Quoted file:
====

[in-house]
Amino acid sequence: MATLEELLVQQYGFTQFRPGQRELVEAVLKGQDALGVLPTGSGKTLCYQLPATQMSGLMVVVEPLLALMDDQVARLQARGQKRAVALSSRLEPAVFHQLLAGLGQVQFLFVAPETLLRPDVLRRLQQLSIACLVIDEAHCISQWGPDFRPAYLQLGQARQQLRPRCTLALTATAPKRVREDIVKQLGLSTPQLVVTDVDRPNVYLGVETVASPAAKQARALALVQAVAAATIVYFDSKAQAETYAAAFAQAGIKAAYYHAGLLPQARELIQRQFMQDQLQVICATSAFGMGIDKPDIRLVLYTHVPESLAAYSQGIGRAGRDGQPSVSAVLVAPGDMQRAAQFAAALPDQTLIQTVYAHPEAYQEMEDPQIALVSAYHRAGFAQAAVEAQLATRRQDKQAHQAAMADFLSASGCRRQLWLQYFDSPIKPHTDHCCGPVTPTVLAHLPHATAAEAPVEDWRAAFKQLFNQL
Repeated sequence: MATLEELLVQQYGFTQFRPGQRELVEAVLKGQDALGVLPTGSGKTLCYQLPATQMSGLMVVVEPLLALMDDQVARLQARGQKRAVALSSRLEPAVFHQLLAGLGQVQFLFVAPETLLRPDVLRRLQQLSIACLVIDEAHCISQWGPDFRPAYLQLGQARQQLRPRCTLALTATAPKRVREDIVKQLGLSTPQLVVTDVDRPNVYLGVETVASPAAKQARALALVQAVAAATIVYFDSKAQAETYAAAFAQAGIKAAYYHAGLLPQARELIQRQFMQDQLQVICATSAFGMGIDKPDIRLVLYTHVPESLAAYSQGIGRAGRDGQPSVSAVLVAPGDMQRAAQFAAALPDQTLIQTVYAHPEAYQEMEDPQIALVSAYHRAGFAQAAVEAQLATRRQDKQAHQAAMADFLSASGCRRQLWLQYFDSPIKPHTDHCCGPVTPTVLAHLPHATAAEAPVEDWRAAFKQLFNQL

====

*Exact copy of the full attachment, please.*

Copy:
[in-house]
Amino acid sequence: MATLEELLVQQYGFTQFRPGQRELVEAVLKGQDALGVLPTGSGKTLCYQLPATQMSGLMVVVEPLLALMDDQVARLQARGQKRAVALSSRLEPAVFHQLLAGLGQVQFLFVAPETLLRPDVLRRLQQLSIACLVIDEAHCISQWGPDFRPAYLQLGQARQQLRPRCTLALTATAPKRVREDIVKQLGLSTPQLVVTDVDRPNVYLGVETVASPAAKQARALALVQAVAAATIVYFDSKAQAETYAAAFAQAGIKAAYYHAGLLPQARELIQRQFMQDQLQVICATSAFGMGIDKPDIRLVLYTHVPESLAAYSQGIGRAGRDGQPSVSAVLVAPGDMQRAAQFAAALPDQTLIQTVYAHPEAYQEMEDPQIALVSAYHRAGFAQAAVEAQLATRRQDKQAHQAAMADFLSASGCRRQLWLQYFDSPIKPHTDHCCGPVTPTVLAHLPHATAAEAPVEDWRAAFKQLFNQL
Repeated sequence: MATLEELLVQQYGFTQFRPGQRELVEAVLKGQDALGVLPTGSGKTLCYQLPATQMSGLMVVVEPLLALMDDQVARLQARGQKRAVALSSRLEPAVFHQLLAGLGQVQFLFVAPETLLRPDVLRRLQQLSIACLVIDEAHCISQWGPDFRPAYLQLGQARQQLRPRCTLALTATAPKRVREDIVKQLGLSTPQLVVTDVDRPNVYLGVETVASPAAKQARALALVQAVAAATIVYFDSKAQAETYAAAFAQAGIKAAYYHAGLLPQARELIQRQFMQDQLQVICATSAFGMGIDKPDIRLVLYTHVPESLAAYSQGIGRAGRDGQPSVSAVLVAPGDMQRAAQFAAALPDQTLIQTVYAHPEAYQEMEDPQIALVSAYHRAGFAQAAVEAQLATRRQDKQAHQAAMADFLSASGCRRQLWLQYFDSPIKPHTDHCCGPVTPTVLAHLPHATAAEAPVEDWRAAFKQLFNQL